If you answered yes to both of those questions, then this post is for you.
I've always had a special fondness for the Sony QX-1 and decided to rig up a contraption that would let me fly her with Solo. For both of you on DIYDrones who are not familiar with the QX-1, it is a light (180 g body), high resolution (20MP), endowed with a large sensor (APS-C, 15x larger than GoPro) body that receives Sony E-mount lenses (including zoom lenses), and can be controlled by an extensive WiFi API.
First, I had to learn how to control the camera via the WiFi API. Jaime Machuca, of Droidika, wrote a nice MAVLink wrapper for the QX-1 API, but I never quite could get it going on Solo. Instead, I deployed the pysony API, which I installed on a RasPi that I taped to Solo's belly. This RasPi connected to QX-1's WiFi upon boot, ingested the mjpeg QX-1 livestream, pipe it over HDMI to Solo App, and triggered the QX-1 to begin shooting. I could control all other QX-1 functions on the ground, but I didn't have an easy way to integrate those controls into Solo herself.
Next, I had to gimbal the camera. At 280g with the 20mm flat lens and a bit more with the 16-50mm Power Zoom, a brushless gimbal was probably out of the question and would have been much more difficult and expensive to build up. Because I was mostly interested in stills, I didn't particularly care about smooth video, but rather wanted a horizontal horizon and the ability to tilt the camera. I selected the RC Timer CM102, which had no problem stabilizing the camera reasonably well and holding the desired pitch.
These two pieces combined succeeded into turning Solo into a reasonable, but kludgy solution to capture truly professional aerial images for either general consumption or the generation of high quality maps or models. However, while this project is functional, it is incomplete. This feat of engineering contains no fewer than two PixHawks, six batteries, 20+ feet of cable, two companion computers, five ESCs, 10+ feet of strapping tape, and two transmitters.
I would love some additional feedback and support from the community to potentially turn this weekend project into something that any Solo owner could enjoy. I have a few full resolution images from both the QX-1 and GoPro along with a video of this thing in action (on my desk) on my blog, to help you answer these questions.
1) Is this something you would generally want?
2) Is a servo gimbal a problem? Servos will never succeed at delivering high quality video, but seem quite capable of stabilizing the camera for stills.
3) Would anyone be willing to help me integrate pysony and appropriate WiFi boot up scripts into the iMX6, eliminating the need to carry a second companion computer?
I would like ot use your wifi board with Sony HX90V will it work with that camera when released?
@Jeremy could you give us an indication of when your new WiFi MAP Module will be in beta and available for testing?
I've been flying a Canon ELPH 115 on SOLO and own a QX1 with 20mm lens, so just give me a shout when you're ready for some people to buy / test for you. I bought a £3 ($5) GoPro 3/8 mount of eBay to fasten the QX1 to SOLO, but have not flown it, so not sure how it will perform like this?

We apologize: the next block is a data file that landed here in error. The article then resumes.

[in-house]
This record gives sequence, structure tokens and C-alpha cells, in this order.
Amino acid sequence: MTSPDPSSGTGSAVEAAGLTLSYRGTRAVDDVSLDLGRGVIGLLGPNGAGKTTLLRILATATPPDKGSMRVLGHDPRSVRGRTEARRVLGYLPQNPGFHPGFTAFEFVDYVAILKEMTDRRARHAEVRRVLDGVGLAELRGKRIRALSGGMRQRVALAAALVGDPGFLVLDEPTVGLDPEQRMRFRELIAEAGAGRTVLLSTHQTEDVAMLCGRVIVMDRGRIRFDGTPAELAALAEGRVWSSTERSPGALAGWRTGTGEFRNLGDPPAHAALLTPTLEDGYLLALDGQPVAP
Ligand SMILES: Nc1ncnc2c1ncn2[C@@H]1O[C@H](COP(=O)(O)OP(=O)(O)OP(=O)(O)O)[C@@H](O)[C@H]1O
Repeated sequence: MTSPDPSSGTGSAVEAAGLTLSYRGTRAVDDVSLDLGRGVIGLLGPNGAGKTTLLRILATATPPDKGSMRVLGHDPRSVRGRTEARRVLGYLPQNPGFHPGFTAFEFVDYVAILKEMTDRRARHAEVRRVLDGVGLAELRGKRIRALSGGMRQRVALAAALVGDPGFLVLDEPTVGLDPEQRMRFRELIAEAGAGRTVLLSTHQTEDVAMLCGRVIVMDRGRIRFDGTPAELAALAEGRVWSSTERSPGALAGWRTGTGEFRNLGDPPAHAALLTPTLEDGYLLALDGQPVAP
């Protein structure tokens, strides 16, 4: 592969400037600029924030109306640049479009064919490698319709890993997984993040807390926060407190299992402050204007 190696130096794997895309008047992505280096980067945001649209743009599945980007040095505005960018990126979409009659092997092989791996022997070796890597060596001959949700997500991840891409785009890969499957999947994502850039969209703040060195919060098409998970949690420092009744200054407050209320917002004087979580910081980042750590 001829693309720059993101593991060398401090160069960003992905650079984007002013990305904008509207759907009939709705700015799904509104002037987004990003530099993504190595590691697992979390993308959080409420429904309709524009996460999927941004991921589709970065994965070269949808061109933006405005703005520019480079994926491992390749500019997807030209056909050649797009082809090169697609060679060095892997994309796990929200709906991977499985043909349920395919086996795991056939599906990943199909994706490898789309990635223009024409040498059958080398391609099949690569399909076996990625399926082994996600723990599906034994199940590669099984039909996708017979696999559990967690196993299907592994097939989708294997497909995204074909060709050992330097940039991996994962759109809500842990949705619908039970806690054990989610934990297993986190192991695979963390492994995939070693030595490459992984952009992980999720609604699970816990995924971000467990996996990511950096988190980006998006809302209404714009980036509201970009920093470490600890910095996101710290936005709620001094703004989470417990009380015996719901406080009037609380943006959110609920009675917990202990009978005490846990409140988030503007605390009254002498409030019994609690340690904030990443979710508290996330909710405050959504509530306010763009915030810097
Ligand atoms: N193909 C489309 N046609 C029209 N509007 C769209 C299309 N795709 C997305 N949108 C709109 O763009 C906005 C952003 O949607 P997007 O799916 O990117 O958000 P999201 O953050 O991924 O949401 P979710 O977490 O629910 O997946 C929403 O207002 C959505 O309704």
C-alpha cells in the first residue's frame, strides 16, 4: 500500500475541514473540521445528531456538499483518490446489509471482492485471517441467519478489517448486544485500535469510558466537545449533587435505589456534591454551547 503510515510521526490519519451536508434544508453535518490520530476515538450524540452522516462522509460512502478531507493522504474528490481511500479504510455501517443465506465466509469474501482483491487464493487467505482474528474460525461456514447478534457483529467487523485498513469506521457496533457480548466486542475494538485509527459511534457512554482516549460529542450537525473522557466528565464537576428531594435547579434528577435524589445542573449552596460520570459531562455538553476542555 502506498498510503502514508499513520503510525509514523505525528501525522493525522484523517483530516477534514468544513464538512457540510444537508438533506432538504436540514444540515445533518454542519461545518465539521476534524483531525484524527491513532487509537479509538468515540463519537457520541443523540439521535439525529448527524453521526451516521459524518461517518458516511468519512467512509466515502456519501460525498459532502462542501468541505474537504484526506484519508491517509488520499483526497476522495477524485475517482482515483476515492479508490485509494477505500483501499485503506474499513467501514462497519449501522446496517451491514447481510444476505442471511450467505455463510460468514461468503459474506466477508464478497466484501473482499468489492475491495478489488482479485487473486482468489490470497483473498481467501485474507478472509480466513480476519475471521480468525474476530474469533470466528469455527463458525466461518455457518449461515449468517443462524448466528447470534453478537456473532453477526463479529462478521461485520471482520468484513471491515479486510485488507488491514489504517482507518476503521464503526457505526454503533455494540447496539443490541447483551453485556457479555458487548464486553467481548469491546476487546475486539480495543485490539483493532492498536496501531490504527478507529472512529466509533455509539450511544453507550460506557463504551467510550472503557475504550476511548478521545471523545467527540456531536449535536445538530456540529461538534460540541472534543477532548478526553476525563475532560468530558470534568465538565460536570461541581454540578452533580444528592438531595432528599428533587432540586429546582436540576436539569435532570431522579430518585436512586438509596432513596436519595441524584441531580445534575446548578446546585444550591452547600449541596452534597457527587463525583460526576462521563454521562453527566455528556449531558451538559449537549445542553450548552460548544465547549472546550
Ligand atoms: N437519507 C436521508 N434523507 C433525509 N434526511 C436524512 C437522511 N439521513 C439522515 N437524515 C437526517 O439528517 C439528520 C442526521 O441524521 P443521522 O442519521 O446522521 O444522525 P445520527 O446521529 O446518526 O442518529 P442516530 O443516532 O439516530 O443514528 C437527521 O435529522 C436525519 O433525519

We are currently developing a WiFi interface board that will allow the autopilot to trigger the Sony QX1 shutter via Sony's WiFi API. Our module plugs directly into the Solo's accessory bay for a seamless integration. We've cut all unnecessary weight to maximize endurance during mapping missions. Our QX1 is mounted to solo using a quick release mount with custom vibration dampers. We control Solo from mission planner (or Tower) so live view is unnecessary while mapping (based on extensive customer feedback, as 18 minutes is already on the lower end of desired flight time). The camera's mounting angle is adjustable to the desired flight speed to allow pictures to be taken normal to the ground.
Here's a picture of our WiFi module and camera mount
Is the code you wrote that does the retry to connect to the camera 5 times in 5 seconds part of the Mavproxy code?
You can use it on any Linux based computer, it uses MAVProxy so you need to setup man proxy and set it up to run on startup, configure the linux box to connect to the sony camera's WiFi and connect a serial port from the linux box to the pixhawk telemetry. Then you can use the MAV_Link messages to trigger the camera or also a mission will distance trigger will trigger the camera. I don't have a step by step instruction. The code is in MAVProxy already, you can see it here: https://github.com/Dronecode/MAVProxy/tree/master/MAVProxy/modules/...
Jaime, do you have instructions on how to set up what you created somewhere? and can you use an oDroid instead?
@Daniel, I ran into a similar problem, but not on the WiFi connection, it was more related to the SSDP finding the camera. I had to add a retry strategy where I retry to connect and find the camera every 5 seconds for 5 times... that solved the issue.
What kind of brushless gimbals would work with the QX1?
@Benoit: Eeehm, this is not USB... ;-)
It uses a modified USB connector just to trigger the camera. You cannot control anything via USB...
It would be great if you can do the same via USB that can be accomplished via the Wifi API.
Christian : you can trigger the QX1 with APM by connecting it to the APM "relay" pin and to the "USB" of the QX1.
But it is not true USB, the plug of the QX1 is compatible with micro USB but it is a proprietary Sony Multi with 10 pin.
You have to by this cable : http://www.ebay.com/itm/JJC-Remote-Control-Cable-For-Sony-A7S-HX50V...
cut it and made some soldering :
solder the white and yellow wire together to the white wire of a servo cable, the red on the black of the servo cable and connect it to the A9 of the APM.
(check the plug wire here : http://www.doc-diy.net/photo/remote_pinout/#sony )